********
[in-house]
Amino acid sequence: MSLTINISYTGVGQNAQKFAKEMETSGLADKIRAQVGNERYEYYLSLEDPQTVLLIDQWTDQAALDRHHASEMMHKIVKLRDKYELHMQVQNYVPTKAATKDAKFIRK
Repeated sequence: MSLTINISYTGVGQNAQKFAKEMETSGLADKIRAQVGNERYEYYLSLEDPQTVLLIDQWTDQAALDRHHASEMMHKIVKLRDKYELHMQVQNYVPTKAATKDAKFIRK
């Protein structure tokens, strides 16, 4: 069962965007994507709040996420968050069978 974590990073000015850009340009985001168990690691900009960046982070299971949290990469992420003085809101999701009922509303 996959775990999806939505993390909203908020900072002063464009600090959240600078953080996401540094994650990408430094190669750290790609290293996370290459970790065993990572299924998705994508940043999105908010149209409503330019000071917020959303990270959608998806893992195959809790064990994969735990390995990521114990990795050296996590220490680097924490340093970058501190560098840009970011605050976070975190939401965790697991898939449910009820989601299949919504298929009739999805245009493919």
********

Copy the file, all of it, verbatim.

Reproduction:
[in-house]
Amino acid sequence: MSLTINISYTGVGQNAQKFAKEMETSGLADKIRAQVGNERYEYYLSLEDPQTVLLIDQWTDQAALDRHHASEMMHKIVKLRDKYELHMQVQNYVPTKAATKDAKFIRK
Repeated sequence: MSLTINISYTGVGQNAQKFAKEMETSGLADKIRAQVGNERYEYYLSLEDPQTVLLIDQWTDQAALDRHHASEMMHKIVKLRDKYELHMQVQNYVPTKAATKDAKFIRK
């Protein structure tokens, strides 16, 4: 069962965007994507709040996420968050069978 974590990073000015850009340009985001168990690691900009960046982070299971949290990469992420003085809101999701009922509303 996959775990999806939505993390909203908020900072002063464009600090959240600078953080996401540094994650990408430094190669750290790609290293996370290459970790065993990572299924998705994508940043999105908010149209409503330019000071917020959303990270959608998806893992195959809790064990994969735990390995990521114990990795050296996590220490680097924490340093970058501190560098840009970011605050976070975190939401965790697991898939449910009820989601299949919504298929009739999805245009493919």